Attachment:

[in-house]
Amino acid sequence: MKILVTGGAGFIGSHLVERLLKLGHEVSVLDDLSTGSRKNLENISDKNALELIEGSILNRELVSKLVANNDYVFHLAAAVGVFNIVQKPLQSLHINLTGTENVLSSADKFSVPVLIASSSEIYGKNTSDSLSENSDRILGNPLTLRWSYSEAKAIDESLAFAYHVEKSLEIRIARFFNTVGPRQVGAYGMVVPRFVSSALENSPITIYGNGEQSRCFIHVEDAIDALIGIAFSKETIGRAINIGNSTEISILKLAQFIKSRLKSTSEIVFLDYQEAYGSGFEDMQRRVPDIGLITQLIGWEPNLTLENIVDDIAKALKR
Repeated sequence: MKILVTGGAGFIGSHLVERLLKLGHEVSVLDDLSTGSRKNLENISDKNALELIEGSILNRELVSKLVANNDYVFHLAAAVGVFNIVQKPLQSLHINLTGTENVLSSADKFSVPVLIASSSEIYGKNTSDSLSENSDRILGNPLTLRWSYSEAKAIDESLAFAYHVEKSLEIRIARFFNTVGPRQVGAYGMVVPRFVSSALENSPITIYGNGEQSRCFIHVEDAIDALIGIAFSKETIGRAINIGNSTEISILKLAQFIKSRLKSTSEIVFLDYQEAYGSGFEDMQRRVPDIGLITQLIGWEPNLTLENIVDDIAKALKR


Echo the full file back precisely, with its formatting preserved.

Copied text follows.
[in-house]
Amino acid sequence: MKILVTGGAGFIGSHLVERLLKLGHEVSVLDDLSTGSRKNLENISDKNALELIEGSILNRELVSKLVANNDYVFHLAAAVGVFNIVQKPLQSLHINLTGTENVLSSADKFSVPVLIASSSEIYGKNTSDSLSENSDRILGNPLTLRWSYSEAKAIDESLAFAYHVEKSLEIRIARFFNTVGPRQVGAYGMVVPRFVSSALENSPITIYGNGEQSRCFIHVEDAIDALIGIAFSKETIGRAINIGNSTEISILKLAQFIKSRLKSTSEIVFLDYQEAYGSGFEDMQRRVPDIGLITQLIGWEPNLTLENIVDDIAKALKR
Repeated sequence: MKILVTGGAGFIGSHLVERLLKLGHEVSVLDDLSTGSRKNLENISDKNALELIEGSILNRELVSKLVANNDYVFHLAAAVGVFNIVQKPLQSLHINLTGTENVLSSADKFSVPVLIASSSEIYGKNTSDSLSENSDRILGNPLTLRWSYSEAKAIDESLAFAYHVEKSLEIRIARFFNTVGPRQVGAYGMVVPRFVSSALENSPITIYGNGEQSRCFIHVEDAIDALIGIAFSKETIGRAINIGNSTEISILKLAQFIKSRLKSTSEIVFLDYQEAYGSGFEDMQRRVPDIGLITQLIGWEPNLTLENIVDDIAKALKR